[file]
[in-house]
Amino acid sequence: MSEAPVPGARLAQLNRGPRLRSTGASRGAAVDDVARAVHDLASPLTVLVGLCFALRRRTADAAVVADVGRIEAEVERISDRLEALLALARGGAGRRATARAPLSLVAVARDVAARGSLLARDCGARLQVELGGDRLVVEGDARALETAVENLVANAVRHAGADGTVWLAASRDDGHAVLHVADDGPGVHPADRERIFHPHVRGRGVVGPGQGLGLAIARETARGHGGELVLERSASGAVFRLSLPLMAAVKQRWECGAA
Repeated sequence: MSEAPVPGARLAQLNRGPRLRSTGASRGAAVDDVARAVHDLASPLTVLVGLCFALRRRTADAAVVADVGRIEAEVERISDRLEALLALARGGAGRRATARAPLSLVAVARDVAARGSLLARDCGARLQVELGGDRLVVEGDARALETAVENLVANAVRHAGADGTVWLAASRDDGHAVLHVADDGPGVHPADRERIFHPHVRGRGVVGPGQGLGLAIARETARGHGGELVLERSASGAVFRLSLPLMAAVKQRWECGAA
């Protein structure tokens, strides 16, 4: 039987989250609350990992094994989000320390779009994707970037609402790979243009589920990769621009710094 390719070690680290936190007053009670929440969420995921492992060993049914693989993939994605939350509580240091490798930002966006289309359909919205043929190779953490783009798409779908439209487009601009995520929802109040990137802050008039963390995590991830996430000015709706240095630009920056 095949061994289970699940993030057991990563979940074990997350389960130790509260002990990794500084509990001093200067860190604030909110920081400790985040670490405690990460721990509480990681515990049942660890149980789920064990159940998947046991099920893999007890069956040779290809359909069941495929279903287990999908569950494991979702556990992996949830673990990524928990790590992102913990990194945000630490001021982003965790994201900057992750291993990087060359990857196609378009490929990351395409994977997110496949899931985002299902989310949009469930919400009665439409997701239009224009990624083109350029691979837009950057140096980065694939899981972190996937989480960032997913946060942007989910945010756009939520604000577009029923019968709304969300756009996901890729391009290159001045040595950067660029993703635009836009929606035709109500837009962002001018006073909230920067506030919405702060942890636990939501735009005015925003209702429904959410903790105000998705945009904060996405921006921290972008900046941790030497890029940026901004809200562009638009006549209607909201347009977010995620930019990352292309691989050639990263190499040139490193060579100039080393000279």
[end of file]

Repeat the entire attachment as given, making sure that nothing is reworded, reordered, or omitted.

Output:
[in-house]
Amino acid sequence: MSEAPVPGARLAQLNRGPRLRSTGASRGAAVDDVARAVHDLASPLTVLVGLCFALRRRTADAAVVADVGRIEAEVERISDRLEALLALARGGAGRRATARAPLSLVAVARDVAARGSLLARDCGARLQVELGGDRLVVEGDARALETAVENLVANAVRHAGADGTVWLAASRDDGHAVLHVADDGPGVHPADRERIFHPHVRGRGVVGPGQGLGLAIARETARGHGGELVLERSASGAVFRLSLPLMAAVKQRWECGAA
Repeated sequence: MSEAPVPGARLAQLNRGPRLRSTGASRGAAVDDVARAVHDLASPLTVLVGLCFALRRRTADAAVVADVGRIEAEVERISDRLEALLALARGGAGRRATARAPLSLVAVARDVAARGSLLARDCGARLQVELGGDRLVVEGDARALETAVENLVANAVRHAGADGTVWLAASRDDGHAVLHVADDGPGVHPADRERIFHPHVRGRGVVGPGQGLGLAIARETARGHGGELVLERSASGAVFRLSLPLMAAVKQRWECGAA
């Protein structure tokens, strides 16, 4: 039987989250609350990992094994989000320390779009994707970037609402790979243009589920990769621009710094 390719070690680290936190007053009670929440969420995921492992060993049914693989993939994605939350509580240091490798930002966006289309359909919205043929190779953490783009798409779908439209487009601009995520929802109040990137802050008039963390995590991830996430000015709706240095630009920056 095949061994289970699940993030057991990563979940074990997350389960130790509260002990990794500084509990001093200067860190604030909110920081400790985040670490405690990460721990509480990681515990049942660890149980789920064990159940998947046991099920893999007890069956040779290809359909069941495929279903287990999908569950494991979702556990992996949830673990990524928990790590992102913990990194945000630490001021982003965790994201900057992750291993990087060359990857196609378009490929990351395409994977997110496949899931985002299902989310949009469930919400009665439409997701239009224009990624083109350029691979837009950057140096980065694939899981972190996937989480960032997913946060942007989910945010756009939520604000577009029923019968709304969300756009996901890729391009290159001045040595950067660029993703635009836009929606035709109500837009962002001018006073909230920067506030919405702060942890636990939501735009005015925003209702429904959410903790105000998705945009904060996405921006921290972008900046941790030497890029940026901004809200562009638009006549209607909201347009977010995620930019990352292309691989050639990263190499040139490193060579100039080393000279």